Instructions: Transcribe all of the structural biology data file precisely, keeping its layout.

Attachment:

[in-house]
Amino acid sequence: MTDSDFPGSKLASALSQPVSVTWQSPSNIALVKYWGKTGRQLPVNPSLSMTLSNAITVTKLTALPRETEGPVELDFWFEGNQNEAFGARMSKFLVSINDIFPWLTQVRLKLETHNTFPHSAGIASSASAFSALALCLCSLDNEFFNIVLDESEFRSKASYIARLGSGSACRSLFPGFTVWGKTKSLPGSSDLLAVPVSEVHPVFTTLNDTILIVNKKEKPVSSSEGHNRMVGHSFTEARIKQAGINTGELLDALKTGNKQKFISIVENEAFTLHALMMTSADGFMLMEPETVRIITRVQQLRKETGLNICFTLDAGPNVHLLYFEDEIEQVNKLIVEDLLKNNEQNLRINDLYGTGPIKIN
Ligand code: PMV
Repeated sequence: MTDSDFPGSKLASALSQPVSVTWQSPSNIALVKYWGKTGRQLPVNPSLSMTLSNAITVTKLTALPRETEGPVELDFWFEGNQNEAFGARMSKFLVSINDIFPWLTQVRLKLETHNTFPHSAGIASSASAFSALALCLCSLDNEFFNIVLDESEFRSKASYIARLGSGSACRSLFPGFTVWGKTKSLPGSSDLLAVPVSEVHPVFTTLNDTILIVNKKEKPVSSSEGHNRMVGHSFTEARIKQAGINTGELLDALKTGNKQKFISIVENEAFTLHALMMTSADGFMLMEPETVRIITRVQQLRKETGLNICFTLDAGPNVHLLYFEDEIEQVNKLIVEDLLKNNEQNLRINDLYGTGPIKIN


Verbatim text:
[in-house]
Amino acid sequence: MTDSDFPGSKLASALSQPVSVTWQSPSNIALVKYWGKTGRQLPVNPSLSMTLSNAITVTKLTALPRETEGPVELDFWFEGNQNEAFGARMSKFLVSINDIFPWLTQVRLKLETHNTFPHSAGIASSASAFSALALCLCSLDNEFFNIVLDESEFRSKASYIARLGSGSACRSLFPGFTVWGKTKSLPGSSDLLAVPVSEVHPVFTTLNDTILIVNKKEKPVSSSEGHNRMVGHSFTEARIKQAGINTGELLDALKTGNKQKFISIVENEAFTLHALMMTSADGFMLMEPETVRIITRVQQLRKETGLNICFTLDAGPNVHLLYFEDEIEQVNKLIVEDLLKNNEQNLRINDLYGTGPIKIN
Ligand code: PMV
Repeated sequence: MTDSDFPGSKLASALSQPVSVTWQSPSNIALVKYWGKTGRQLPVNPSLSMTLSNAITVTKLTALPRETEGPVELDFWFEGNQNEAFGARMSKFLVSINDIFPWLTQVRLKLETHNTFPHSAGIASSASAFSALALCLCSLDNEFFNIVLDESEFRSKASYIARLGSGSACRSLFPGFTVWGKTKSLPGSSDLLAVPVSEVHPVFTTLNDTILIVNKKEKPVSSSEGHNRMVGHSFTEARIKQAGINTGELLDALKTGNKQKFISIVENEAFTLHALMMTSADGFMLMEPETVRIITRVQQLRKETGLNICFTLDAGPNVHLLYFEDEIEQVNKLIVEDLLKNNEQNLRINDLYGTGPIKIN